An article by Zoe Adia, a member on the CityTravelReview programme, Barcelona, Summer 2014
Are you a chocolate lover? Willy Wonka believer? Fudge fan? You have not been left out amigo! To experience chocolate in its fullness, take a gluttonous trip to Museu de la Xocolata. You will soon discover that chocolate is not limited to a cheap bar, but has a plethora of purposes. The museum takes you on a journey from its origins to many artistic forms. It also gives a historical lesson into Catalonia’s own chocolatier past, and into its present. You will see detailed chocolate sculptures of some of Barcelona’s famous sights, like the Sagrada Familia, from a more palatable perspective. For the foodies, there is a brandy and chocolate combining workshop, which actually allows you to sample different types of chocolate, and see what type of brandies best compliment its flavour. There are other workshops and activities that cater for all age ranges. This destination will give you a new-found appreciation for this sweet anti-depressant and edible problem solver.
An article by Michaela Schneider, a project member on a CityTravelReview programme, Edinburgh, Dec.2014
History-rich Edinburgh Castle is one of the symbols of the capital and dominates the Old Town on a volcanic rock. Kings were born here, prisoners imprisoned, guests assassinated and treasures stored. Visitors pass through granite stone gates, see heavy artillery and enjoy the panoramic views of the city. Entering the castle, the two statues of the freedom fighters William Wallace and King Robert the Bruce welcome visitors.
The first castle was built here in the Middle Ages, but apart from St. Margaret’s Chapel and a part of David’s Tower little has remained from this era. Not far from there Crown Square with the Royal Palace, the Great Hall and the Scottish National War Memorial represent the heart of the king’s castle. A must is the visit of the museum with the Honours of Scotland. The beautiful crown, the sceptre and the sword are the oldest crown jewels on the British Islands. The legendary Stone of Destiny has been part of the crowning ceremonies of the Kings of Scotland, England and the United Kingdom for more than 1000 years. It`s not only the Honours of Scotland itself, which makes the visit of the museum worthwhile, but also the modern and descriptive exhibition of Scottish Kings History as well. Visitors meet the figures of King Robert the Bruce or Mary Stuart, for example.
Also have a look into the royal apartments – today also a setting for official receptions. Quite impressive and a place of silence and thoughtfulness is the National War Memorial with the names of all Scottish soldiers fallen since World War I. Those, who are interested in the history of war, three military museums are well worth a visit in the castle grounds.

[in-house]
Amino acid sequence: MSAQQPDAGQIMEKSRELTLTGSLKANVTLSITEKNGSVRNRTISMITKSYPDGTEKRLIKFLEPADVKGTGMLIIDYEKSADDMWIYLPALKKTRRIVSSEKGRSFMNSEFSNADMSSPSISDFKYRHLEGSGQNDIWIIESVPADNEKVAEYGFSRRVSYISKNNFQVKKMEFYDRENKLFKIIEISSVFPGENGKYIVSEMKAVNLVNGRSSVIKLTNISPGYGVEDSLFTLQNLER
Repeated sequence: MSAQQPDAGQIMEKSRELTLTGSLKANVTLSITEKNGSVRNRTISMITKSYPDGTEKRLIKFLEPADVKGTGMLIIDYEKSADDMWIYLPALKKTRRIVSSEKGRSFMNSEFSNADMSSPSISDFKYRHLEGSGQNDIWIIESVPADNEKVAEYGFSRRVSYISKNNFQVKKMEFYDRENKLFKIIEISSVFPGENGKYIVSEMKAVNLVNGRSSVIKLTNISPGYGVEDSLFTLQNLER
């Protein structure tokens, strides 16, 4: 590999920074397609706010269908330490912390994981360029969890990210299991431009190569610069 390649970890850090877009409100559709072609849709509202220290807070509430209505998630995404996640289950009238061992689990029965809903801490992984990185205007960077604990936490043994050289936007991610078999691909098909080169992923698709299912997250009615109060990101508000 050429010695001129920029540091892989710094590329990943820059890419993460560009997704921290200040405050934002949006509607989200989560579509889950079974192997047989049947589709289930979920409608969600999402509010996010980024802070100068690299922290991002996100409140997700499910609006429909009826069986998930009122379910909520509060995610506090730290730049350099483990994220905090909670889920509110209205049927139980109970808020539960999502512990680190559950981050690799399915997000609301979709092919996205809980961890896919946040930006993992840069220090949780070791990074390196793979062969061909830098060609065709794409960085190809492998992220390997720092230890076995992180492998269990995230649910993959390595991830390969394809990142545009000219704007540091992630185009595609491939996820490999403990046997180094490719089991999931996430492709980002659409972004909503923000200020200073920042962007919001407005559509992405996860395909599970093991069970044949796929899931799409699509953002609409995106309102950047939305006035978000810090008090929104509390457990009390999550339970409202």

A look at another main attraction of the Castle: Every day except Sunday at one o`clock they fire a gun. In 19th century Edinburgh’s population set their watches on the bang and sailors compared the chronometers. But why at one o`clock and not at noon? Common people say, it’s because the Scots are thrifty people. So why fire twelve cannonballs, when one will do?
It is recommended to discover the Castle in a guided tour or with an audio guide – minimum time three to four hours.
Author`s Pick: If you love animals, take a walk to the dogs cemetery – for more than 150 years the final resting place of the regiment`s mascots and the dogs of the officers.
An article written for CityTravelReview: Edinburgh project, September 2014
The Elephant House is the café where Harry Potter was born. Not literally of course, but the remarkable author Joanne K. Rowling wrote the first Harry Potter novel in the back room. This café is charming and cosy. While sitting inside and enjoying a hot beverage you have a beautiful view to the Castle and old Greyfriars Graveyard, where Rowling borrowed some names for her magical characters. The atmosphere is mainly “Potterish”. Portraits of J.K. Rowling decorate the interior and every inch of the bathroom walls is covered by notes of Hogwarts fans. Many people come here with their notebooks or bring laptops, hoping for some creativity to take hold of them. The cafe on George IV Bridge is always busy, if you go there after 5 pm you usually have to wait to be seated. However, the staff is very friendly and polite. Sandwiches and snacks aren’t that cheap, but with an aromatic coffee for £1.85 you can’t go wrong. The Elephant House is an inspiring place for all authors to be. If you need more inspiration for a character’s name take a page out of J.K’s book and use the graveyard right across the road (you might even meet Tom Riddle there).